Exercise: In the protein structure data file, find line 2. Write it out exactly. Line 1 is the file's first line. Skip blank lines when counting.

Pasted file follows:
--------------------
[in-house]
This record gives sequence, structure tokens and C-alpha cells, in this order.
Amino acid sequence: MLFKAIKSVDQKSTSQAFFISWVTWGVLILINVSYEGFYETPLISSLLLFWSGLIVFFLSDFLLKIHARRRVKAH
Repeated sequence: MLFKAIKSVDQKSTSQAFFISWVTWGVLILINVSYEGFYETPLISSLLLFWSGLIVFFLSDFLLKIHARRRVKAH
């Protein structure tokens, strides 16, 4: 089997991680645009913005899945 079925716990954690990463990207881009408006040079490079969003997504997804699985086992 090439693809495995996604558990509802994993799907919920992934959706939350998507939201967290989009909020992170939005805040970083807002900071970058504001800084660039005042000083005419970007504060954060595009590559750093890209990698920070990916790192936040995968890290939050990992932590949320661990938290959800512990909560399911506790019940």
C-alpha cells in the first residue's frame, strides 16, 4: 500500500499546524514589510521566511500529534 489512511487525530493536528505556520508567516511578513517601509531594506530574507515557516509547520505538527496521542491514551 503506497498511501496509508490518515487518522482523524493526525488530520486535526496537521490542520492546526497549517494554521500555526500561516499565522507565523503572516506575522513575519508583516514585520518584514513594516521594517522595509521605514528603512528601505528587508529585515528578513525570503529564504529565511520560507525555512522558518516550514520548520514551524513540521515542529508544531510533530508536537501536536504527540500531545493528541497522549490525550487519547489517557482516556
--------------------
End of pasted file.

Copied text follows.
This record gives sequence, structure tokens and C-alpha cells, in this order.